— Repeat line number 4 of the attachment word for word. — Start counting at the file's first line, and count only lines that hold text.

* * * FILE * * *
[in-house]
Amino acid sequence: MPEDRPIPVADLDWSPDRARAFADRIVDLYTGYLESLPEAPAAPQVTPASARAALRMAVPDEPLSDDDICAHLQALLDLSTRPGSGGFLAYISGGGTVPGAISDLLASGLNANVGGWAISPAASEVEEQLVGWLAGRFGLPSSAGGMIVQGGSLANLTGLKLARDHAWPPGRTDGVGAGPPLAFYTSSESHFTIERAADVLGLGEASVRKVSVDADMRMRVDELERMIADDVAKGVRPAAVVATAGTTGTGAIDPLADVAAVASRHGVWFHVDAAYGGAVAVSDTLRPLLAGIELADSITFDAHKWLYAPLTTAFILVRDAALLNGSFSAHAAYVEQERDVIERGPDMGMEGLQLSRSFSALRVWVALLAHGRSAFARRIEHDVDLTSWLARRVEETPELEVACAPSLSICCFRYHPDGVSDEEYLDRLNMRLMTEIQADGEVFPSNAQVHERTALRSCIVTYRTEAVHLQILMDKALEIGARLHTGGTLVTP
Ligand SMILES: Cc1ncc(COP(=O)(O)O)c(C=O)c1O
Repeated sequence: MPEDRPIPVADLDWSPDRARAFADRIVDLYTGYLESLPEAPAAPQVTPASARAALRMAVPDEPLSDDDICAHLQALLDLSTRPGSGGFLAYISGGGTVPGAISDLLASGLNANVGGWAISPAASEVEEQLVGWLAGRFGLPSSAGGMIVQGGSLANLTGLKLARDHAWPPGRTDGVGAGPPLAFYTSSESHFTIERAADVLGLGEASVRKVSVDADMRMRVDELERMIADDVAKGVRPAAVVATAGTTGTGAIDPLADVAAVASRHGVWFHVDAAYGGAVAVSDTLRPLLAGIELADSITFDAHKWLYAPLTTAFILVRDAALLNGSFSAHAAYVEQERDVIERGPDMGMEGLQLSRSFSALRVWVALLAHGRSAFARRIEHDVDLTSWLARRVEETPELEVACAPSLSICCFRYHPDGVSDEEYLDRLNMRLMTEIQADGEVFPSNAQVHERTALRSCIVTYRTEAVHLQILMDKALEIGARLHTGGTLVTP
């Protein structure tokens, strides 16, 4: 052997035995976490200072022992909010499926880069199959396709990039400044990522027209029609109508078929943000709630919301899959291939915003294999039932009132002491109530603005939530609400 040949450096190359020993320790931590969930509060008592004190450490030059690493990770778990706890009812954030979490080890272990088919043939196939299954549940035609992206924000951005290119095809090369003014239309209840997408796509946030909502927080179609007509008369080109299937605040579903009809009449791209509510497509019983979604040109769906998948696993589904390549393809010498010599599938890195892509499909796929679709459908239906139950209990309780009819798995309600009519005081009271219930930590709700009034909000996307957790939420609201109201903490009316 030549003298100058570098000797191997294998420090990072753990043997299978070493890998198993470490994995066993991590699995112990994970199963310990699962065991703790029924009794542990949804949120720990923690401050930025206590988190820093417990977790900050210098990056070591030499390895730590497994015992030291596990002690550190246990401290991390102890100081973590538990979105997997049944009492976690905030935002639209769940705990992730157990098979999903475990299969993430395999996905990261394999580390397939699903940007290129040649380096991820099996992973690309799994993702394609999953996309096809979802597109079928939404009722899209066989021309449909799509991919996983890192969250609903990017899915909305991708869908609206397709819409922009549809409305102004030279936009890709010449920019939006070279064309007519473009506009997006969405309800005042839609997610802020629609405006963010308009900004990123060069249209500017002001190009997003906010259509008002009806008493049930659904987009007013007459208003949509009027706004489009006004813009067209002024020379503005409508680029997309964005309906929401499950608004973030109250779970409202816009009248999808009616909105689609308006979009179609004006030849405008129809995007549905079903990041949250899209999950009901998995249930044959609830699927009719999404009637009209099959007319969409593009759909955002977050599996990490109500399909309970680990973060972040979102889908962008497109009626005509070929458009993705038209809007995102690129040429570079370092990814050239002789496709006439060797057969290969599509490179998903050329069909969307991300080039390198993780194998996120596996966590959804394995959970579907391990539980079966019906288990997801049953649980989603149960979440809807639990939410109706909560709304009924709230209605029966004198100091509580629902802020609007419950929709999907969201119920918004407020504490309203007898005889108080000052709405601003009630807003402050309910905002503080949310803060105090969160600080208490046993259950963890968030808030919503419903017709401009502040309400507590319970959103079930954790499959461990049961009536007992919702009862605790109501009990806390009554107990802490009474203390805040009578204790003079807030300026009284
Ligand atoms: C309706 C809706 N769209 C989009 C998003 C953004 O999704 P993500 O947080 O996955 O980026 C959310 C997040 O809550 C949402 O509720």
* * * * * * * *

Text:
Repeated sequence: MPEDRPIPVADLDWSPDRARAFADRIVDLYTGYLESLPEAPAAPQVTPASARAALRMAVPDEPLSDDDICAHLQALLDLSTRPGSGGFLAYISGGGTVPGAISDLLASGLNANVGGWAISPAASEVEEQLVGWLAGRFGLPSSAGGMIVQGGSLANLTGLKLARDHAWPPGRTDGVGAGPPLAFYTSSESHFTIERAADVLGLGEASVRKVSVDADMRMRVDELERMIADDVAKGVRPAAVVATAGTTGTGAIDPLADVAAVASRHGVWFHVDAAYGGAVAVSDTLRPLLAGIELADSITFDAHKWLYAPLTTAFILVRDAALLNGSFSAHAAYVEQERDVIERGPDMGMEGLQLSRSFSALRVWVALLAHGRSAFARRIEHDVDLTSWLARRVEETPELEVACAPSLSICCFRYHPDGVSDEEYLDRLNMRLMTEIQADGEVFPSNAQVHERTALRSCIVTYRTEAVHLQILMDKALEIGARLHTGGTLVTP